Classic Eames Design Meets Northwest Coast Art Posted July 23, 2015 by Ross Atwood

Matt LeBarre is an illustrator by trade, a long time collector of mid-century furniture, and a lover of Northwest Coast style art. In the true Eames fashion of always taking ones pleasures seriously, he has found a way to combine these interests into beautiful artworks.

It all started when LeBarre decided to create an image of an Eames 670 Lounge Chair as a totem pole. “The image turned out great and I knew I was onto something. Within several months, I had created a series of these ‘totems’ using other mid-century classics,” says LeBarre. On his website, you can find illustrations of Eames classics such as the 670 and LCW, as well as other mid-century classics such as the Noguchi Table, the Saarinen Womb Chair, and several others.

LCW+Seat+Bear+Mask+SMALLwebAfter LeBarre came across a vintage Eames 670 back panel on Ebay, his 2D illustrations evolved into something else. “I thought I would use that to see if this concept would work as a three dimensional piece of art. It was successful as well (I thought) so I started acquiring more Eames parts and expanding on the theme.”

He has since decorated other parts from vintage Eames plywood furniture including, an LCW seat back, a DCW seat distributary, and an entire LCW.

One of the most compelling pieces from LeBarre’s impressive collection of works is a totem design painted on panels from an Eames Molded Plywood Folding Screen. He said of this particular project: “It was the ideal piece of bent plywood to use as a totem. Its vertical dimensions were perfect for a classic totem design, but I wanted it to have more of a fifties look to it. I am a big fan of Alexander Girard and I let his sensibilities influence the graphics on this piece.”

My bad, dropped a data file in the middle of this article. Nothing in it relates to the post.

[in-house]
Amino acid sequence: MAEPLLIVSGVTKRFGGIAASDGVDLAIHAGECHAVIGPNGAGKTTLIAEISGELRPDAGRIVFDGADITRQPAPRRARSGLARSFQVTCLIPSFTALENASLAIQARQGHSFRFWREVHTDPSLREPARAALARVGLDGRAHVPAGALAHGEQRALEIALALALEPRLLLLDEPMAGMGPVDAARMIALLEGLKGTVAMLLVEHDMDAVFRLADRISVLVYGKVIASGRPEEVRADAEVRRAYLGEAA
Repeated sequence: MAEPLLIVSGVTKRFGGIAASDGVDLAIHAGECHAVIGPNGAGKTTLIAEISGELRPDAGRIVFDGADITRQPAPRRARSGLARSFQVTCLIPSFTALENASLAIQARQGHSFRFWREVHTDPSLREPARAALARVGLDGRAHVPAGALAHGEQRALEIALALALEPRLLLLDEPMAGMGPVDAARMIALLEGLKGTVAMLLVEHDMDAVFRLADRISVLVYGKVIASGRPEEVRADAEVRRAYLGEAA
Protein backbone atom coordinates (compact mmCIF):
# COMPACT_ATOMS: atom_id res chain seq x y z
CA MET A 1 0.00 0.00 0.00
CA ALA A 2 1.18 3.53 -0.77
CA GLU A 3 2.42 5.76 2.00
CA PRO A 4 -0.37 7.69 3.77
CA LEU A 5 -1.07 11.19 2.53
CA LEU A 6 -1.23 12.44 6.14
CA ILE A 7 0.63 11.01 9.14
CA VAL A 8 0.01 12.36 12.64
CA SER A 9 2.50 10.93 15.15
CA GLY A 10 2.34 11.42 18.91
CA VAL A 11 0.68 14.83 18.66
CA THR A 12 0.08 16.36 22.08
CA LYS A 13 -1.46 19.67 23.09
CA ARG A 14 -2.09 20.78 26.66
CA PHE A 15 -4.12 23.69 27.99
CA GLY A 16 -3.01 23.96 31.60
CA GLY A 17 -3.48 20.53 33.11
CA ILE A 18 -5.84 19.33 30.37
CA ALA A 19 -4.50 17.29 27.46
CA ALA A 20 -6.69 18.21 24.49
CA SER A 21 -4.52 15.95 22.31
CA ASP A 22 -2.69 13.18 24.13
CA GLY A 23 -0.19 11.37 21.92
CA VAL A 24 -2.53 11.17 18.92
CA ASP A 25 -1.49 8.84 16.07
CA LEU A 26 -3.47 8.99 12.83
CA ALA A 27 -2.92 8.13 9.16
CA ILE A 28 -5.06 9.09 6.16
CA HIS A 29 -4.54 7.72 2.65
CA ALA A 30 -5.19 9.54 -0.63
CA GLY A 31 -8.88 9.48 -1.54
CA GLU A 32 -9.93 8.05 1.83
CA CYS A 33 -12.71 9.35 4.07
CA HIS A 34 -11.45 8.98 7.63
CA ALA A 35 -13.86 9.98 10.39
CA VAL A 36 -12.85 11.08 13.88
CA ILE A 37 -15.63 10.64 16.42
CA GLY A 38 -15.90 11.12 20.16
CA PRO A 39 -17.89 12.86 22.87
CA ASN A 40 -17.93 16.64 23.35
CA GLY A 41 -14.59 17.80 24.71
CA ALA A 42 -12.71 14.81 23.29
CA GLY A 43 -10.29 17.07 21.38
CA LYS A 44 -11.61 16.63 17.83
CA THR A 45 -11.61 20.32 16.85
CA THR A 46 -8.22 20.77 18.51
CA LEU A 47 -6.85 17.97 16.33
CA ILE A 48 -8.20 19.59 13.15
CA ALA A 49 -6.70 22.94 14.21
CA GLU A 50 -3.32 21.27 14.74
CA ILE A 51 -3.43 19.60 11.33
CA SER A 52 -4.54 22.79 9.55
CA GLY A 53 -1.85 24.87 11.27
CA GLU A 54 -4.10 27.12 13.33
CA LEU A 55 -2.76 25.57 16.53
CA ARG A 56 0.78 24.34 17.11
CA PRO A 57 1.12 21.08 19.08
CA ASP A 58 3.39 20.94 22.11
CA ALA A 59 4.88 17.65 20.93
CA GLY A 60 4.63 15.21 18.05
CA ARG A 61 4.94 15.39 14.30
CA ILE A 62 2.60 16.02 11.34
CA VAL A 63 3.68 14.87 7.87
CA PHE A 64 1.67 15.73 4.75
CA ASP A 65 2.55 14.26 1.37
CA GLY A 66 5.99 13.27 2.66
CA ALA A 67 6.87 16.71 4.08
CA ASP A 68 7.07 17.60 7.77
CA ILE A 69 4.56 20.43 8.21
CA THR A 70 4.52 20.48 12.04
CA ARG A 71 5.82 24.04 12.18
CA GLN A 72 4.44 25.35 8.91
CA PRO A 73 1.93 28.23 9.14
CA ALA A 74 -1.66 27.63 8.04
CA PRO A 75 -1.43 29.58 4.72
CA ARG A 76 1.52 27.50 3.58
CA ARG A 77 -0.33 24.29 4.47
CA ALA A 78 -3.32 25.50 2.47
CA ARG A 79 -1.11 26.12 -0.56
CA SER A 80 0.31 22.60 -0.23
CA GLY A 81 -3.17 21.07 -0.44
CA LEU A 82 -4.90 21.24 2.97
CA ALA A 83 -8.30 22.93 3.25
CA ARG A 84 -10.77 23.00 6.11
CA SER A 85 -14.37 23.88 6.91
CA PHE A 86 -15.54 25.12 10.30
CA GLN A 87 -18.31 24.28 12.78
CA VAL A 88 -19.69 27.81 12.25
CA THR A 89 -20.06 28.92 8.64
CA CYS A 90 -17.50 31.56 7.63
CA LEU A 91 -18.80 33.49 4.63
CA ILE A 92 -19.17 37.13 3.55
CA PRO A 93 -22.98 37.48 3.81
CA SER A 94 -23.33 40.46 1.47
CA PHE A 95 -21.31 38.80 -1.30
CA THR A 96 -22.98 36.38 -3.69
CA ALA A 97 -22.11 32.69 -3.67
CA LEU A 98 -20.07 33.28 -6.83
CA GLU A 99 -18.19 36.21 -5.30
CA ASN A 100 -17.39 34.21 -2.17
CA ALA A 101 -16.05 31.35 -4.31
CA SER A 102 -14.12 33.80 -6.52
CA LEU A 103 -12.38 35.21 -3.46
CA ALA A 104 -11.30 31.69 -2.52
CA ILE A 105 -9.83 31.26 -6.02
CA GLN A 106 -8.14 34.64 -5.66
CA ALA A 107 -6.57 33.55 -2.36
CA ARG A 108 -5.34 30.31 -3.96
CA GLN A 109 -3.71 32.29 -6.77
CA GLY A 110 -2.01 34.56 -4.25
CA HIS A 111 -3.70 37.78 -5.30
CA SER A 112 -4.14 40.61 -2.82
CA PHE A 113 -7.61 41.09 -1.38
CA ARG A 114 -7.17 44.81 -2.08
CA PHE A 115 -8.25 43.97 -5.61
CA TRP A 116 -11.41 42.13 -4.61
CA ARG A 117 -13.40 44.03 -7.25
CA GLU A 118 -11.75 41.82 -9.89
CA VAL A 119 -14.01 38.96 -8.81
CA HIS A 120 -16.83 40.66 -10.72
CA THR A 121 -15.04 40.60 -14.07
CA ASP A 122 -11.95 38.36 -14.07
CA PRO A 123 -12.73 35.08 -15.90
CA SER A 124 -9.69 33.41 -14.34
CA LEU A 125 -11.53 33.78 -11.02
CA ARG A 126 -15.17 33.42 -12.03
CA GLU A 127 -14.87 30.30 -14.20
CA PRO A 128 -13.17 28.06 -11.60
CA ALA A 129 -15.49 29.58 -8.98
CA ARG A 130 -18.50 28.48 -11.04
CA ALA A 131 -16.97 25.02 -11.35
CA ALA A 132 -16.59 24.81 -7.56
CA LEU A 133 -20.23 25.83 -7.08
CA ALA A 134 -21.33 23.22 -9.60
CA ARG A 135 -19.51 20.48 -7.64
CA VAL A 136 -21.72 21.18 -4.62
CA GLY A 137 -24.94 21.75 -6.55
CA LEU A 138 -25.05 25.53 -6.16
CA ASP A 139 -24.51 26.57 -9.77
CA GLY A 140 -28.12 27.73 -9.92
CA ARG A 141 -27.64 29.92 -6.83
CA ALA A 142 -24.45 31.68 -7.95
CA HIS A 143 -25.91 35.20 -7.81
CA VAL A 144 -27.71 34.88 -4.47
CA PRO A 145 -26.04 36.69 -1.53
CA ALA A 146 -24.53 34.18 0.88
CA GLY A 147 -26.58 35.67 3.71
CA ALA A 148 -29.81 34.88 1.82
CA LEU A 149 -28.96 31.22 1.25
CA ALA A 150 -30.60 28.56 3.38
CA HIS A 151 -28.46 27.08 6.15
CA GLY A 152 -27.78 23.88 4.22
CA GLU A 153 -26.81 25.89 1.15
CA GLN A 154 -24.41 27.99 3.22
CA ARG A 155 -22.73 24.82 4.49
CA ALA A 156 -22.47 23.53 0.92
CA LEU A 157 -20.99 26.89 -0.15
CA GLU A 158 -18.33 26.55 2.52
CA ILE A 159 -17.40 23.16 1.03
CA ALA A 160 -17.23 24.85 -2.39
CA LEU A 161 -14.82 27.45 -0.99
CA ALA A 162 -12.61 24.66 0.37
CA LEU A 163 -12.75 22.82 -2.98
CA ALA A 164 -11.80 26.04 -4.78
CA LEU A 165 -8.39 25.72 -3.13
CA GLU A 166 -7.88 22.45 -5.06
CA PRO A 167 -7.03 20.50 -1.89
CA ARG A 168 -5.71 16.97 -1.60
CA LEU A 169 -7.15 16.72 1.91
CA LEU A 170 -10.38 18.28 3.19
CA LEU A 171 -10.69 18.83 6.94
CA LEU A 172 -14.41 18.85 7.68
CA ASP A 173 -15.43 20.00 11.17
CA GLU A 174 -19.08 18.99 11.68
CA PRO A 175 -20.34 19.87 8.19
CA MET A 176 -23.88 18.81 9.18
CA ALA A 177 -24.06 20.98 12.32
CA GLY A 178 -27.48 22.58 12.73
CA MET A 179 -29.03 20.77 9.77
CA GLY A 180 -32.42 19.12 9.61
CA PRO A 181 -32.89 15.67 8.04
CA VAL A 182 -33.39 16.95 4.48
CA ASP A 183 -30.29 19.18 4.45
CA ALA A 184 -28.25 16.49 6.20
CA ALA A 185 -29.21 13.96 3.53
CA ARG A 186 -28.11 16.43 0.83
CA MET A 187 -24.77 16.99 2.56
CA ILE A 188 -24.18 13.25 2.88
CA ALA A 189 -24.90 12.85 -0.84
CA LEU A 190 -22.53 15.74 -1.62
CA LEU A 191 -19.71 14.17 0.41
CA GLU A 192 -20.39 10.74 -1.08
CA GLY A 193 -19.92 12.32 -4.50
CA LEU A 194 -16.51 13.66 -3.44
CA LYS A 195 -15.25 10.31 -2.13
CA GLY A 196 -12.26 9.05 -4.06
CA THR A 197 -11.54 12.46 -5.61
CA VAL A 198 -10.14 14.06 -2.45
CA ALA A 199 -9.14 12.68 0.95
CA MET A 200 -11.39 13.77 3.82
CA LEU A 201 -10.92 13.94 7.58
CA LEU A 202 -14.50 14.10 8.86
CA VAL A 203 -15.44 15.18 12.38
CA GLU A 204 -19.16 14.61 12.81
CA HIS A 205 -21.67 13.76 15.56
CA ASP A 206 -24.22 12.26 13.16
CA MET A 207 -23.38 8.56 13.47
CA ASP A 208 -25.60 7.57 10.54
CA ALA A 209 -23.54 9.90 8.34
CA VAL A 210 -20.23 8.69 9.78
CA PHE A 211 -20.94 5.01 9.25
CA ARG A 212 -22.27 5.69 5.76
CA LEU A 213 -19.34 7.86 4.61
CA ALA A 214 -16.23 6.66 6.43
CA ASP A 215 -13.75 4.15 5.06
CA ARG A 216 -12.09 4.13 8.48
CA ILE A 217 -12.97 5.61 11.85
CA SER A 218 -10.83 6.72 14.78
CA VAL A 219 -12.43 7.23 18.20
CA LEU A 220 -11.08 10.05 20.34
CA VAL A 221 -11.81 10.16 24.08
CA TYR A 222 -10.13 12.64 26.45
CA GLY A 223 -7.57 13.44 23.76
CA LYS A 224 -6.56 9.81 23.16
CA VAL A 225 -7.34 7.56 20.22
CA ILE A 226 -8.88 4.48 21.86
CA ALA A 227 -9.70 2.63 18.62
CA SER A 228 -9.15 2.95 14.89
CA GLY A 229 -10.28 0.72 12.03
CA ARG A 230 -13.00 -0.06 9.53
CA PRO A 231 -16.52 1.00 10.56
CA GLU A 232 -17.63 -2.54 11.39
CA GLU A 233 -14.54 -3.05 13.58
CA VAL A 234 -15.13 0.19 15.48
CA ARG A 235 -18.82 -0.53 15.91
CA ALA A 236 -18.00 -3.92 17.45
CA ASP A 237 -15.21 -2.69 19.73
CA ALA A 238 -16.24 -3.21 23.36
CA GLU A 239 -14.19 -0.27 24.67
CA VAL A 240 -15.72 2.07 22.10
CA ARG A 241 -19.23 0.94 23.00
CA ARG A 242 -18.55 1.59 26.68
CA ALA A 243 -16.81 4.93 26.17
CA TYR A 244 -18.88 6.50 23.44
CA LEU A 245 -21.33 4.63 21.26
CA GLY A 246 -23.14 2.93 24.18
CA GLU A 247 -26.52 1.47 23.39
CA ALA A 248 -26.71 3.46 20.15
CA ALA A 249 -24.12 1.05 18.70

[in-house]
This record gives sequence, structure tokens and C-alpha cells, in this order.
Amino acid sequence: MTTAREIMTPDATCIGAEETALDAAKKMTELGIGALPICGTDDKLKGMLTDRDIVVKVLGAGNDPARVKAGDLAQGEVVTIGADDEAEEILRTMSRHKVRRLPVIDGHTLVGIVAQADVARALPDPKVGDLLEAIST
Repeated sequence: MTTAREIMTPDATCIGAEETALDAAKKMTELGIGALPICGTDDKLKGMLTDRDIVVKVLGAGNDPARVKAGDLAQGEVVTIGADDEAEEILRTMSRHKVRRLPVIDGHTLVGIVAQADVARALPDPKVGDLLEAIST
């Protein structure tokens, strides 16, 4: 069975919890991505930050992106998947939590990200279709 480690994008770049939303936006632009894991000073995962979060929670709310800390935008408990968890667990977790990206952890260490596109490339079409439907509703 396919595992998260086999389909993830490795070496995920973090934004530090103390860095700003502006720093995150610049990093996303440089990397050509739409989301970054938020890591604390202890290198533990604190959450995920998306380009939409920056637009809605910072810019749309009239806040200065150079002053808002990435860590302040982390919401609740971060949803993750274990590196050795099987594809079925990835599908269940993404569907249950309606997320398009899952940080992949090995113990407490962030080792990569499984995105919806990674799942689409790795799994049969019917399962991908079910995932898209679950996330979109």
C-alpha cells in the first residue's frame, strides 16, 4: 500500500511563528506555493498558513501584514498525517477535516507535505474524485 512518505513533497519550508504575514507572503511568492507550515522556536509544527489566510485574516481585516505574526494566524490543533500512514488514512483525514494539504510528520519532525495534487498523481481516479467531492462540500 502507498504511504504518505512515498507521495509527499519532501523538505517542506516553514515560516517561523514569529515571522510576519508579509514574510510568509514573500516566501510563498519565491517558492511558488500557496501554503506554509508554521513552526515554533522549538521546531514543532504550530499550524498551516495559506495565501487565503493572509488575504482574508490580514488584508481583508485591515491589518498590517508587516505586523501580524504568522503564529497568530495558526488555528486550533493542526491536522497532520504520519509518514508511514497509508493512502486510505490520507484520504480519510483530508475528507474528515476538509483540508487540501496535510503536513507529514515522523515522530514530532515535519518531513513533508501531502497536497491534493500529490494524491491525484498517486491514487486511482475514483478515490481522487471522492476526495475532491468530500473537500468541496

Charles&RayTotem_photos-11Designed in 1946, the Molded Plywood Screen was one of Charles and Ray’s numerous contributions to the world of molded plywood. They are still available today through both Herman Miller and Vitra.

The screens elegantly divide rooms, create a bit of privacy, or serve as a beautiful backdrop to other furniture and objects. They are sturdy enough to stand on their own, light enough to move with ease, and flexible enough to fold up and tuck away.

LeBarre felt it only right to incorporate the screens’ creators into his work of art. “I really wanted to have a visual connection to Charles and Ray in this piece, so they just had to be in the narrative of this totem. So I had the ‘spirit animals’ clasp onto their likenesses.”

How did this unique mash up of different subjects come about? According to the artist, he thought of the concept while seated in the comfort of his Eames Lounge Chair. “Why not create art that combined two of my fondest things: Northwest Coast Style art and Mid-Century Modern furniture? The simplicity of the furniture designed in the era of modernism seemed to have forms in common with the art of the First Nations people: the curved plywood of an Eames LCW, the negative space formed from an Arne Jacobsen Swan Chair, the graphic silhouette of a Noguchi Table. To me, the two worlds just seemed to make sense together. And so a new mash-up was born: Mid-Century Totems.”

You can view more of Matt LeBarre’s work by clicking HERE!

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